- Commuter e-bikes. Also known as urban e-bikes, these are the most popular form of e-bike and are right at home on city streets and bike paths. They regularly include racks for carrying bags and other goods as well as features that allow you to ride them in everyday clothes (e.g. chain guards to stop your pants getting greasy and pedals that suit regular shoes). They are also easy to use and maintain.
- Road e-bikes. A fairly recent phenomenon, these combine motorised assistance with the sleek and aerodynamic design of a road bike. Frames are usually aluminium or carbon fibre and use hydraulic disc brakes to stop. The tyres are usually wider than those on an ordinary road bike for extra comfort and traction.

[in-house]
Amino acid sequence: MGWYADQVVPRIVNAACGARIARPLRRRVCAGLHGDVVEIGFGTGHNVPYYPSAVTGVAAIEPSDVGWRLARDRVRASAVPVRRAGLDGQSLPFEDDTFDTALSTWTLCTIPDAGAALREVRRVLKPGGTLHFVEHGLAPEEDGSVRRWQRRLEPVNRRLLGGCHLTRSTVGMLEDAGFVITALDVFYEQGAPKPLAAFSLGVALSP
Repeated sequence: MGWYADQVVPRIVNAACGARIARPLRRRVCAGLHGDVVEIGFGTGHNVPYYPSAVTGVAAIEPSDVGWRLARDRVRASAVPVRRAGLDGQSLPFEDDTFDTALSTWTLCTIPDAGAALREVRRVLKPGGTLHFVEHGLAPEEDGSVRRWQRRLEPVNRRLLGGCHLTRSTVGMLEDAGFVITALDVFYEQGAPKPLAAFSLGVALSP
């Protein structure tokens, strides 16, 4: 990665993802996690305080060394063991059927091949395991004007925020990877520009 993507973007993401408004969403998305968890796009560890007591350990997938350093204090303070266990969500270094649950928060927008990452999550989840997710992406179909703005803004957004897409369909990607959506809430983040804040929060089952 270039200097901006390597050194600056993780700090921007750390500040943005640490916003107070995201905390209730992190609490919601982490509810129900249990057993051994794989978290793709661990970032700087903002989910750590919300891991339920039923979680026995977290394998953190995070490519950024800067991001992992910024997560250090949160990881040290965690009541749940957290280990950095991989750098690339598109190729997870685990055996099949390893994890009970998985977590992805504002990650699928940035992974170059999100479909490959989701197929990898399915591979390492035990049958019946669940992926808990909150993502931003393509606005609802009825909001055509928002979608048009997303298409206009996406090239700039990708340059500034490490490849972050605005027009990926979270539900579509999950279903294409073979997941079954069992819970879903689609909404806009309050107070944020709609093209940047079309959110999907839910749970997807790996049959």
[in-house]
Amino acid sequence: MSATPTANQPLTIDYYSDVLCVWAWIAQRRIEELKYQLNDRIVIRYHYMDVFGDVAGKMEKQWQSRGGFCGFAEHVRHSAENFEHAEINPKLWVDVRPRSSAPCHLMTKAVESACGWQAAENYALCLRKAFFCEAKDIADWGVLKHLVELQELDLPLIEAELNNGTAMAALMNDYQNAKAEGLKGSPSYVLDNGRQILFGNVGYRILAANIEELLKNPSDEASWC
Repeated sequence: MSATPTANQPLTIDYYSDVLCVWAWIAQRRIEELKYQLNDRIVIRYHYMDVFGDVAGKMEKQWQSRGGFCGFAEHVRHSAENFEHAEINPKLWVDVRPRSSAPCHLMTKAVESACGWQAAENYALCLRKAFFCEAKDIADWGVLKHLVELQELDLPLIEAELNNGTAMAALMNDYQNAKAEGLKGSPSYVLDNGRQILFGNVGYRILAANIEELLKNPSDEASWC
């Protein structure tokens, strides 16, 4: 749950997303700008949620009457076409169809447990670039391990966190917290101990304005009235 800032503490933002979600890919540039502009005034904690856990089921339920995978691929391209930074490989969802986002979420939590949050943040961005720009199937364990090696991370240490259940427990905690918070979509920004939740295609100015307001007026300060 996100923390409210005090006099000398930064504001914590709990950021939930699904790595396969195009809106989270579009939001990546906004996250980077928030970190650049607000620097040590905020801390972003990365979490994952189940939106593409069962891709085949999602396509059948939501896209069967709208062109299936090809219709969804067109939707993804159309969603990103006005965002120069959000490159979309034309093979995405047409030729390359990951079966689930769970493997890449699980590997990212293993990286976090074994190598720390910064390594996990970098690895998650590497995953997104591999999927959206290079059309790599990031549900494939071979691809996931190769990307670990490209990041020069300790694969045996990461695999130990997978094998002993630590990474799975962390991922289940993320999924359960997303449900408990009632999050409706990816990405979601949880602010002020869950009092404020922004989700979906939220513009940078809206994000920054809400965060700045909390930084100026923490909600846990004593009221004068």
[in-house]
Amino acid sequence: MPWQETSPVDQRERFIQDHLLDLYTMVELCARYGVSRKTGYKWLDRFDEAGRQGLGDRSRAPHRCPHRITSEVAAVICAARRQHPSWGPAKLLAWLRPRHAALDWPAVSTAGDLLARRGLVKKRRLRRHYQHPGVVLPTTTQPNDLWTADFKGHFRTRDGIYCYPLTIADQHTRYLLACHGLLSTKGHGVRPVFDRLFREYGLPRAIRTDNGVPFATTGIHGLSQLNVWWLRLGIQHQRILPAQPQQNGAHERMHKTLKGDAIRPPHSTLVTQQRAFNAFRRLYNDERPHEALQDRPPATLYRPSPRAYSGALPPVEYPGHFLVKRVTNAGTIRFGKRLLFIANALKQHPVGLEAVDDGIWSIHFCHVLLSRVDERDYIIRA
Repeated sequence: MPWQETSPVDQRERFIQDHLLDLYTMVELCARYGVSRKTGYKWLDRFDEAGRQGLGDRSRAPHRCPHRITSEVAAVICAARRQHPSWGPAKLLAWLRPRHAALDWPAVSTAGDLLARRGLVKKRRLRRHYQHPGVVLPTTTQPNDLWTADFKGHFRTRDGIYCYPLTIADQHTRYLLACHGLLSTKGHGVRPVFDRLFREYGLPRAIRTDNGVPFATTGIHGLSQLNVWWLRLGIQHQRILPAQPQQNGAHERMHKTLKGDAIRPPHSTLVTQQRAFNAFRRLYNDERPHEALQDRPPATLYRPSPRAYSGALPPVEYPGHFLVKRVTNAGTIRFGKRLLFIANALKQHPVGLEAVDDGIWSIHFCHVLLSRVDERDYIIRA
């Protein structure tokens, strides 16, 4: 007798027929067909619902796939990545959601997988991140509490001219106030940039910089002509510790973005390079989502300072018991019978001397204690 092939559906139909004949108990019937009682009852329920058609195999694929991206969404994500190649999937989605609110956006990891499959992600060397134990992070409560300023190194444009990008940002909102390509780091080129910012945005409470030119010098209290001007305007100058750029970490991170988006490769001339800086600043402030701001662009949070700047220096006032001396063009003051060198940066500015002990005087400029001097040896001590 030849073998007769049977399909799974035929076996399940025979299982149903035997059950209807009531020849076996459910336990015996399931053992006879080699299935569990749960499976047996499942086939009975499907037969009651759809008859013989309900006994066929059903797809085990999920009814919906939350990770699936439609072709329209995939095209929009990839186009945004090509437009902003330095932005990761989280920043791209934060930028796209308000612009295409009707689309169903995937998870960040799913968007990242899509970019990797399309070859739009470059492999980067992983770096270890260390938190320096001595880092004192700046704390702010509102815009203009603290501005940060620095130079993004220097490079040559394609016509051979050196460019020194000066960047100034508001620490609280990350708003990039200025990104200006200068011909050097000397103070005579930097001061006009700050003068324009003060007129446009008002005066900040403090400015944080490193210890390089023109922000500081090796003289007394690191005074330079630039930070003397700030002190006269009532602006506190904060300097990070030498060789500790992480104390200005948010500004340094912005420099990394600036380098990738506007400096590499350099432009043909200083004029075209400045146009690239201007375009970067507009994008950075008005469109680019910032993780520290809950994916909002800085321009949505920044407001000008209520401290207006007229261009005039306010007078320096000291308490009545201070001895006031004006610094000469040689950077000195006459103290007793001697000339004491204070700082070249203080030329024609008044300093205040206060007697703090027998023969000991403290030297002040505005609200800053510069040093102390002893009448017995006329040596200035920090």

- Mountain e-bikes. Sometimes referred to as eMTBs, these rugged bikes are for those wanting to head off-road and hit the trails. Available in hardtail and dual-suspension models, they offer wide tyres and other beefed-up parts to cope with the rigours of off-road use.
- Cargo e-bikes. Usually fitted with large racks, baskets or cargo beds, these two-wheelers are the load-lugging workhorses of the e-bike world. You can use them to commute to work as well as carry a load of shopping, your pet or whatever else you need to move from A to B. Some are even available as three-wheeled trikes for extra stability.
- Foldable e-bikes. These bikes are for those with limited storage space or who may need to take their bike on public transport. They have smaller wheels and typically feature fewer gears than other models.